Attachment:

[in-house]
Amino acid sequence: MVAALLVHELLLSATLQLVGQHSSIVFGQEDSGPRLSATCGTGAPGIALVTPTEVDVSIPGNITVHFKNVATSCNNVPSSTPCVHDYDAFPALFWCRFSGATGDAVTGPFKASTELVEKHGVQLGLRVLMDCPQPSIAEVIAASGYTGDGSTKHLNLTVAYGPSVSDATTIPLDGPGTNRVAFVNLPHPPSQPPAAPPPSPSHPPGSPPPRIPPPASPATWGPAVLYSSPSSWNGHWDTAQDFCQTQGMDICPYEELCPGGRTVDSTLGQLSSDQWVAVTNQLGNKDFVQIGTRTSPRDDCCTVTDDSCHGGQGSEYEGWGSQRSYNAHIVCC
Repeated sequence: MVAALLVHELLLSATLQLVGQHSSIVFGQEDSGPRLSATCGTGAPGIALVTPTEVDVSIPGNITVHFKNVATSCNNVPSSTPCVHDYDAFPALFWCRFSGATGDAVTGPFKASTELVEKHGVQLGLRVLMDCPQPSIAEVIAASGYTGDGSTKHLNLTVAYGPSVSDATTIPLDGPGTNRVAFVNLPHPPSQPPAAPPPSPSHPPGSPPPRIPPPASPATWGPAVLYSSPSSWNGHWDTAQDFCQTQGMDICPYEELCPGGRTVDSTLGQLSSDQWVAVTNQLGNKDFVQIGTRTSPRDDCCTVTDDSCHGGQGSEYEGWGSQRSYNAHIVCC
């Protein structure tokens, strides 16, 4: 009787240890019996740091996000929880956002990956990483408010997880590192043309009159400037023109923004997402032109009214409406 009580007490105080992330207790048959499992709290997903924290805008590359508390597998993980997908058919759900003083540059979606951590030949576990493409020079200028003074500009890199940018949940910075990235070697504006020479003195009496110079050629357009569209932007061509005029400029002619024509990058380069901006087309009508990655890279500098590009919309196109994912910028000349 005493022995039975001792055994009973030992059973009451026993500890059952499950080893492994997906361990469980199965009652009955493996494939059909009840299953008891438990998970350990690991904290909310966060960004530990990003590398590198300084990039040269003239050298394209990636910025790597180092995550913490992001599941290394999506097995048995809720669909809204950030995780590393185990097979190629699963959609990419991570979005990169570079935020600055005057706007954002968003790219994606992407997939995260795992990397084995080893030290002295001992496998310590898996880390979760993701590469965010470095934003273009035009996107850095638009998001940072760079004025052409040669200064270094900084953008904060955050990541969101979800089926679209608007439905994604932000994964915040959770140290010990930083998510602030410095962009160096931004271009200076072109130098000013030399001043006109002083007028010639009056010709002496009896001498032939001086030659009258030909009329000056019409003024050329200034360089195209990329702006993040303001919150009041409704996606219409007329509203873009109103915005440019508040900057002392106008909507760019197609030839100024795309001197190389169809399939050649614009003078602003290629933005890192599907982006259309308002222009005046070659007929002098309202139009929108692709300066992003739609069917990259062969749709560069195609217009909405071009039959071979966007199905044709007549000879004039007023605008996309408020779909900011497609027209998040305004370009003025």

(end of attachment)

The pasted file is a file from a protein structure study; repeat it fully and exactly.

[in-house]
Amino acid sequence: MVAALLVHELLLSATLQLVGQHSSIVFGQEDSGPRLSATCGTGAPGIALVTPTEVDVSIPGNITVHFKNVATSCNNVPSSTPCVHDYDAFPALFWCRFSGATGDAVTGPFKASTELVEKHGVQLGLRVLMDCPQPSIAEVIAASGYTGDGSTKHLNLTVAYGPSVSDATTIPLDGPGTNRVAFVNLPHPPSQPPAAPPPSPSHPPGSPPPRIPPPASPATWGPAVLYSSPSSWNGHWDTAQDFCQTQGMDICPYEELCPGGRTVDSTLGQLSSDQWVAVTNQLGNKDFVQIGTRTSPRDDCCTVTDDSCHGGQGSEYEGWGSQRSYNAHIVCC
Repeated sequence: MVAALLVHELLLSATLQLVGQHSSIVFGQEDSGPRLSATCGTGAPGIALVTPTEVDVSIPGNITVHFKNVATSCNNVPSSTPCVHDYDAFPALFWCRFSGATGDAVTGPFKASTELVEKHGVQLGLRVLMDCPQPSIAEVIAASGYTGDGSTKHLNLTVAYGPSVSDATTIPLDGPGTNRVAFVNLPHPPSQPPAAPPPSPSHPPGSPPPRIPPPASPATWGPAVLYSSPSSWNGHWDTAQDFCQTQGMDICPYEELCPGGRTVDSTLGQLSSDQWVAVTNQLGNKDFVQIGTRTSPRDDCCTVTDDSCHGGQGSEYEGWGSQRSYNAHIVCC
């Protein structure tokens, strides 16, 4: 009787240890019996740091996000929880956002990956990483408010997880590192043309009159400037023109923004997402032109009214409406 009580007490105080992330207790048959499992709290997903924290805008590359508390597998993980997908058919759900003083540059979606951590030949576990493409020079200028003074500009890199940018949940910075990235070697504006020479003195009496110079050629357009569209932007061509005029400029002619024509990058380069901006087309009508990655890279500098590009919309196109994912910028000349 005493022995039975001792055994009973030992059973009451026993500890059952499950080893492994997906361990469980199965009652009955493996494939059909009840299953008891438990998970350990690991904290909310966060960004530990990003590398590198300084990039040269003239050298394209990636910025790597180092995550913490992001599941290394999506097995048995809720669909809204950030995780590393185990097979190629699963959609990419991570979005990169570079935020600055005057706007954002968003790219994606992407997939995260795992990397084995080893030290002295001992496998310590898996880390979760993701590469965010470095934003273009035009996107850095638009998001940072760079004025052409040669200064270094900084953008904060955050990541969101979800089926679209608007439905994604932000994964915040959770140290010990930083998510602030410095962009160096931004271009200076072109130098000013030399001043006109002083007028010639009056010709002496009896001498032939001086030659009258030909009329000056019409003024050329200034360089195209990329702006993040303001919150009041409704996606219409007329509203873009109103915005440019508040900057002392106008909507760019197609030839100024795309001197190389169809399939050649614009003078602003290629933005890192599907982006259309308002222009005046070659007929002098309202139009929108692709300066992003739609069917990259062969749709560069195609217009909405071009039959071979966007199905044709007549000879004039007023605008996309408020779909900011497609027209998040305004370009003025």